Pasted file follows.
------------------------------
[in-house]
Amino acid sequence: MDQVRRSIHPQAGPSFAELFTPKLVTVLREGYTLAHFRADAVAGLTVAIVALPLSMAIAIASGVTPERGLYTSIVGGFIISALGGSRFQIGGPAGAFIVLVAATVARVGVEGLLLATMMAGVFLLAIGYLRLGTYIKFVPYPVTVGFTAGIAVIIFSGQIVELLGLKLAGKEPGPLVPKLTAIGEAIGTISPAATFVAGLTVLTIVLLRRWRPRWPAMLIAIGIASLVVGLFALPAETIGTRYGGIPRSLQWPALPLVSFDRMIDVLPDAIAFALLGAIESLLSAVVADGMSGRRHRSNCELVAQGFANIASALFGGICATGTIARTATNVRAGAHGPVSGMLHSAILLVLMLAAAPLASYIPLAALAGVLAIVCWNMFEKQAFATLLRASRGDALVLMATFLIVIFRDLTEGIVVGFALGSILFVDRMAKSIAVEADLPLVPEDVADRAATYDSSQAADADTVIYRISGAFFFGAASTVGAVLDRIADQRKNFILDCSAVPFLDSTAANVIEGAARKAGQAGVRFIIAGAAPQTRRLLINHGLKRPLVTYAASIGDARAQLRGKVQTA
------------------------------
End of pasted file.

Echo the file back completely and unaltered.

[in-house]
Amino acid sequence: MDQVRRSIHPQAGPSFAELFTPKLVTVLREGYTLAHFRADAVAGLTVAIVALPLSMAIAIASGVTPERGLYTSIVGGFIISALGGSRFQIGGPAGAFIVLVAATVARVGVEGLLLATMMAGVFLLAIGYLRLGTYIKFVPYPVTVGFTAGIAVIIFSGQIVELLGLKLAGKEPGPLVPKLTAIGEAIGTISPAATFVAGLTVLTIVLLRRWRPRWPAMLIAIGIASLVVGLFALPAETIGTRYGGIPRSLQWPALPLVSFDRMIDVLPDAIAFALLGAIESLLSAVVADGMSGRRHRSNCELVAQGFANIASALFGGICATGTIARTATNVRAGAHGPVSGMLHSAILLVLMLAAAPLASYIPLAALAGVLAIVCWNMFEKQAFATLLRASRGDALVLMATFLIVIFRDLTEGIVVGFALGSILFVDRMAKSIAVEADLPLVPEDVADRAATYDSSQAADADTVIYRISGAFFFGAASTVGAVLDRIADQRKNFILDCSAVPFLDSTAANVIEGAARKAGQAGVRFIIAGAAPQTRRLLINHGLKRPLVTYAASIGDARAQLRGKVQTA